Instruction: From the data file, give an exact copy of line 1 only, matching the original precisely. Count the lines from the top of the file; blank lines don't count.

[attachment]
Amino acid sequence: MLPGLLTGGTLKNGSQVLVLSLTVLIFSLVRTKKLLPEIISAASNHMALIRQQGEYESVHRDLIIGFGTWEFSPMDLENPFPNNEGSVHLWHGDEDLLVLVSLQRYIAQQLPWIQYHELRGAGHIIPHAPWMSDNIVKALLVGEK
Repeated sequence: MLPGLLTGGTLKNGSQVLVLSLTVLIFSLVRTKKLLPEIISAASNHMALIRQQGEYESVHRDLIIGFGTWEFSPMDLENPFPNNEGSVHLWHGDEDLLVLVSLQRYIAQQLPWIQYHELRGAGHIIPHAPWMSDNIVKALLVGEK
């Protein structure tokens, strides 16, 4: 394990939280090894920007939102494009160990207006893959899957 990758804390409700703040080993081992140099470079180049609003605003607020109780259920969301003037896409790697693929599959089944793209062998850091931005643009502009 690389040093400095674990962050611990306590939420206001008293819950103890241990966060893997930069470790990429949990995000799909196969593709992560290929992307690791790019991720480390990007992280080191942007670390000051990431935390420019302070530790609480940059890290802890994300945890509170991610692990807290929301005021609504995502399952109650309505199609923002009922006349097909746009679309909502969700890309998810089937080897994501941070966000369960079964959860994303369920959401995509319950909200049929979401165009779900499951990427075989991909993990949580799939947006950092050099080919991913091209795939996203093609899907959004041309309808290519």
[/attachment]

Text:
Amino acid sequence: MLPGLLTGGTLKNGSQVLVLSLTVLIFSLVRTKKLLPEIISAASNHMALIRQQGEYESVHRDLIIGFGTWEFSPMDLENPFPNNEGSVHLWHGDEDLLVLVSLQRYIAQQLPWIQYHELRGAGHIIPHAPWMSDNIVKALLVGEK